Mali, a West African country with one of the highest child mortality rates in the world, has developed a health outreach program that is drastically reducing child mortality rates. Muso, a nonprofit organization, is fighting child mortality rates in Mali, where 78 percent of the population is living in some form of poverty.
Muso trains local Malians to become community health workers, who then go door-to-door in both rural and urban areas of the country to seek out sick children and provide on-site treatment. The healthcare package that the organization provides includes treatment for malnutrition, malaria and diarrhea, as well as family planning information. For only $8 per year per person, this program is able to provide healthcare services to millions of Malians across the West African nation.
Most of the community healthcare workers are women, giving the organization its namesake. In Bambara, a lingua franca and the national language of Mali, “muso” means woman. A well-known Malian proverb reads, “If you educate a woman, you educate her family, her community and her entire country.”
The program has been operating since 2005 and has already shown very promising results. Scholars from the University of Harvard, University of Southern California San Francisco and the Malian Ministry of Health conducted a repeated cross-sectional survey of the intervention from 2008 to 2011. The study found that during the time period, there was a decline in child mortality rates in Mali (child defined here as those under five years old). The study also identified that malarial and febrile illness treatment had nearly doubled during the time of the study compared to the national rates prior to intervention.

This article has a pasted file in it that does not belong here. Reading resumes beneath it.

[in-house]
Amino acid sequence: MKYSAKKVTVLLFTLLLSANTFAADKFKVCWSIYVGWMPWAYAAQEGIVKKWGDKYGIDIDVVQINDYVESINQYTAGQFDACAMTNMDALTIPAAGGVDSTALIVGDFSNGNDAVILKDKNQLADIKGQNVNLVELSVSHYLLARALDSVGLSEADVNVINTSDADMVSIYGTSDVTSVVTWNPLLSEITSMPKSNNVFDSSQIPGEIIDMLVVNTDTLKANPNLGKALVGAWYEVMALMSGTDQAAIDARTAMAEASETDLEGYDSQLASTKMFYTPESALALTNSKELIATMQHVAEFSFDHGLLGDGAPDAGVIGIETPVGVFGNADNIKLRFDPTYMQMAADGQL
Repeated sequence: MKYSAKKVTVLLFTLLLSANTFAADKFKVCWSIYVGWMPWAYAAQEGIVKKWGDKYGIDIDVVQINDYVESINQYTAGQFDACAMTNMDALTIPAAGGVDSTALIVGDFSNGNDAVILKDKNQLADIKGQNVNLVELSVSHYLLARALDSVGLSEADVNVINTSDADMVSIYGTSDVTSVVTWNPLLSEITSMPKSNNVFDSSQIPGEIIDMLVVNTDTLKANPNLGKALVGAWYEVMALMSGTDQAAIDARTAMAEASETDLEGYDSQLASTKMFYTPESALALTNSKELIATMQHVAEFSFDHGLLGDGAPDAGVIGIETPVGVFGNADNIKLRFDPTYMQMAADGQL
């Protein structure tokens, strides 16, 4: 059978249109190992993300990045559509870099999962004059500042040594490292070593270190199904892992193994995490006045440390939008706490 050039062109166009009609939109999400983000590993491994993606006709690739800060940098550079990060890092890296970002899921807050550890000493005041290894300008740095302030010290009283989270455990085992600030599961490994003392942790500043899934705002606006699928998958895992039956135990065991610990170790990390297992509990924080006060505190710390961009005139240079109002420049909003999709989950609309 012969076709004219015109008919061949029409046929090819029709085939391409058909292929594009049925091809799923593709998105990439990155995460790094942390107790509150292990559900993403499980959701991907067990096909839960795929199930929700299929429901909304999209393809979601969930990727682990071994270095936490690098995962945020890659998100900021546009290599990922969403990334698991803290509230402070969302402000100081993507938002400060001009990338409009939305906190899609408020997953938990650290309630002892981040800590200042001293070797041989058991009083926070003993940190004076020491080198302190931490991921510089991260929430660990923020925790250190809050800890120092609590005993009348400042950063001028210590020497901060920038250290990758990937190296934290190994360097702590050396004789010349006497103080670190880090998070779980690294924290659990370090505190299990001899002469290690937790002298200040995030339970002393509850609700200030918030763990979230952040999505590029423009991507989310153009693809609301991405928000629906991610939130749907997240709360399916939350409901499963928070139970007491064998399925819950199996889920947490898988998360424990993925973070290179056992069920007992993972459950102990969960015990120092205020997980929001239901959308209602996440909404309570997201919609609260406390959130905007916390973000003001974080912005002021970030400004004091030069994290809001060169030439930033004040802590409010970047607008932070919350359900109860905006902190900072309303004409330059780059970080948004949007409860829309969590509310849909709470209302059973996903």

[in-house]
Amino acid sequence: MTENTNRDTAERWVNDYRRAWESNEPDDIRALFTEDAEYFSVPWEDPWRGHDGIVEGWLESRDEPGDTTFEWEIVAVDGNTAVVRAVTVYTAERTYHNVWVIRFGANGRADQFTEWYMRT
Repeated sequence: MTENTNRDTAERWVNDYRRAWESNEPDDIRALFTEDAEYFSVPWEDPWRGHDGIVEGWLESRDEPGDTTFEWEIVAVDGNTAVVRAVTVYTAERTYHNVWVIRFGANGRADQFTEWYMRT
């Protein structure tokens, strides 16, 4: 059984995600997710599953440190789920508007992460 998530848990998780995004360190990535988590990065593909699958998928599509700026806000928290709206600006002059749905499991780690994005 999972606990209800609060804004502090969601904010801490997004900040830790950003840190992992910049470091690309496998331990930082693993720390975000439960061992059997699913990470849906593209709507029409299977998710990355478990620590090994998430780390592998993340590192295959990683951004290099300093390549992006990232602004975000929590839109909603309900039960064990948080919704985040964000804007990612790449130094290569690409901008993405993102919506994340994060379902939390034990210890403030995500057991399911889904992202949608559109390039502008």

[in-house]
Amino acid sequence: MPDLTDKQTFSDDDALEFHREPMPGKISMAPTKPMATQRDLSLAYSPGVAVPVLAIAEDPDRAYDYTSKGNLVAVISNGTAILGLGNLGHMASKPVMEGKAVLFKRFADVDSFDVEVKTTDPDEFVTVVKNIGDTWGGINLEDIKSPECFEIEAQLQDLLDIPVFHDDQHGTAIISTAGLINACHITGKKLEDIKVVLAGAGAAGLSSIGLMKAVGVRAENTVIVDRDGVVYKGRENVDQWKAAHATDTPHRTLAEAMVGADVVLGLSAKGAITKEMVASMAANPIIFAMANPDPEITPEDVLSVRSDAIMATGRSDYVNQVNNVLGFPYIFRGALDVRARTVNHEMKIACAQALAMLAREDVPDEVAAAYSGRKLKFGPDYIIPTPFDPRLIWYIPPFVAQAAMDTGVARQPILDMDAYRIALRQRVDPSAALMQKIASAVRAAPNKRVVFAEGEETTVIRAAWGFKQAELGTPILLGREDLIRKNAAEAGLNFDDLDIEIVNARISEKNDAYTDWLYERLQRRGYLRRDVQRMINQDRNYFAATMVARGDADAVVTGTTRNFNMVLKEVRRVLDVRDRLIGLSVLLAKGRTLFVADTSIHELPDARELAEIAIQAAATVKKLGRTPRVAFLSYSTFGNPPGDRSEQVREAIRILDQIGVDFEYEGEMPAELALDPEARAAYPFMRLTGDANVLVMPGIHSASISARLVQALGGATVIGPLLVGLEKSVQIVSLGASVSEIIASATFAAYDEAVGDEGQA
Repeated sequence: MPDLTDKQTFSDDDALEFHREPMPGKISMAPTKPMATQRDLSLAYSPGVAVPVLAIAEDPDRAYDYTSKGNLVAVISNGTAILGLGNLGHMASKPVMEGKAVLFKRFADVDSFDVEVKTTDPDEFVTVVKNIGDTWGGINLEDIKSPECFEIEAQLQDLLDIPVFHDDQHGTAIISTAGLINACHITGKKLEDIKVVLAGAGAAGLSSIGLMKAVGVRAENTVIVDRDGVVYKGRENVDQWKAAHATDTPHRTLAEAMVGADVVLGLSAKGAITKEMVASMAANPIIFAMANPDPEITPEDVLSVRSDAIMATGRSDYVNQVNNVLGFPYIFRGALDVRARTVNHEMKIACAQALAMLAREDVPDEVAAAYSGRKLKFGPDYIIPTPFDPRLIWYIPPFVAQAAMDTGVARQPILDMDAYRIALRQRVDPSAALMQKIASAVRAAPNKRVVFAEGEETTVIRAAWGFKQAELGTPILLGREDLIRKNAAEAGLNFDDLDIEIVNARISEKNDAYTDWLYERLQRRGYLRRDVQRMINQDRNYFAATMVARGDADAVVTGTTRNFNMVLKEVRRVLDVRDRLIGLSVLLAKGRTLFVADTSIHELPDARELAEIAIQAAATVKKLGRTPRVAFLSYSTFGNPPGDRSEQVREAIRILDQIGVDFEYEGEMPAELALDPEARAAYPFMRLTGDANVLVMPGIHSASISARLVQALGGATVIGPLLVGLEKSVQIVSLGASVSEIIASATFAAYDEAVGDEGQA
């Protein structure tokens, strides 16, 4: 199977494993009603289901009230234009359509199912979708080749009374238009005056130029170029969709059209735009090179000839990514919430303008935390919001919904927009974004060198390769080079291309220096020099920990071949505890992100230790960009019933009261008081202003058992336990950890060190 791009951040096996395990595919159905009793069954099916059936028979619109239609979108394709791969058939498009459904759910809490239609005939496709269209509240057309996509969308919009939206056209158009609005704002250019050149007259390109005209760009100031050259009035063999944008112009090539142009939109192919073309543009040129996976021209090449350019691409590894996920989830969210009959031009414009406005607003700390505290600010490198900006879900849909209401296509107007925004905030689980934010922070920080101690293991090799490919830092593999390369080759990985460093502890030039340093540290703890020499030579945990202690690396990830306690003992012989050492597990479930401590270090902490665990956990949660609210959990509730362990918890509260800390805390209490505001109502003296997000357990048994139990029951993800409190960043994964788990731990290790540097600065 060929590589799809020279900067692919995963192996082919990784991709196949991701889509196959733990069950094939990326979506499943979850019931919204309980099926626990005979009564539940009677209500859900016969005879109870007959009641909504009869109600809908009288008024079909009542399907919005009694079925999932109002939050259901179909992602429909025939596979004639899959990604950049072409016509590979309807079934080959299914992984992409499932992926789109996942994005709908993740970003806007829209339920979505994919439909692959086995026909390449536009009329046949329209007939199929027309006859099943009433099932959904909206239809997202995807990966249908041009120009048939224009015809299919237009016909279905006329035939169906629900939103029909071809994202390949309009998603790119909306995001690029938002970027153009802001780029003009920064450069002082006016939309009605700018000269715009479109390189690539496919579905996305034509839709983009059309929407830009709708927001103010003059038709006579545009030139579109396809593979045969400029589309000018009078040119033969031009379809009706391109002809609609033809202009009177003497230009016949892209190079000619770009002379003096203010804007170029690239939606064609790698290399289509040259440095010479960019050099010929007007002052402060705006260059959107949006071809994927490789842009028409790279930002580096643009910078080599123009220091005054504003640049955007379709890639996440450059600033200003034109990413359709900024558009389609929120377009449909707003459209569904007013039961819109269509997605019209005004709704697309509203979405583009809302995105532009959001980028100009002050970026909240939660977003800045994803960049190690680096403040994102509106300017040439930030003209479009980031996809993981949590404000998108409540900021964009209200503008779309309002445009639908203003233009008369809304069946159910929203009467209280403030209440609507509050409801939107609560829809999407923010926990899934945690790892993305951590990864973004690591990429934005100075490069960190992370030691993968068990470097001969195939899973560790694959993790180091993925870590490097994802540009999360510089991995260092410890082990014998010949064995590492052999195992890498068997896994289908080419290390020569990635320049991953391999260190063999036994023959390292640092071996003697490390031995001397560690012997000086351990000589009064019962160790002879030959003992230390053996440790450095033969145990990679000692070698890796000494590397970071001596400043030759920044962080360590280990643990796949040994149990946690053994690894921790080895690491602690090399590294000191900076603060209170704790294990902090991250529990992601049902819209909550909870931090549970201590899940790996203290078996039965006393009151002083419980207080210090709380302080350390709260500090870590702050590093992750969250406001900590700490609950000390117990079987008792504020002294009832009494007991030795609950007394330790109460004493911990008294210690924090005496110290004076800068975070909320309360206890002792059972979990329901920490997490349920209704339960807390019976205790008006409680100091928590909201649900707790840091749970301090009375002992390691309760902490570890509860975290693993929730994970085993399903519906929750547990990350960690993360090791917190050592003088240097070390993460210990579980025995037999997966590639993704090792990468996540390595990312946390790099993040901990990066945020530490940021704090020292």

It is important to note, however, that the study was not randomized, so researchers cannot definitively conclude that the outcomes are a direct result of the program.
“The leading causes of child death are curable, but they are exquisitely time sensitive”, says Muso founder Dr. Ari Johnson. The organization seeks to remove barriers, such as fiscal constraints, to allow easy access to healthcare in Mali and eliminate preventable deaths that are rooted in poverty.
This nonprofit is reducing child mortality rates in Mali through incredible public outreach. Since the program’s inauguration, Muso has completed 3.2 million home visits with 93 percent of patients being treated within 72 hours, providing comprehensive and rapid care.
Not only is Muso providing healthcare, but it is also working with government-run health services to improve their healthcare delivery. Government-run clinics have fees and lineups that often create delays in care. Muso eliminates these barriers by bringing the care to patients and freeing up space in government-based clinics for those who cannot be treated at home. In addition, Muso provides training, staff and infrastructure to the government clinics, allowing more Malians access to healthcare.
Muso is demonstrating how one nonprofit can aid in reducing child mortality rates in Mali through a unique model of healthcare delivery and is removing barriers to access for many Malians. It will be interesting to see how the organization continues to expand and improve their work in Mali.
– Katherine Kirker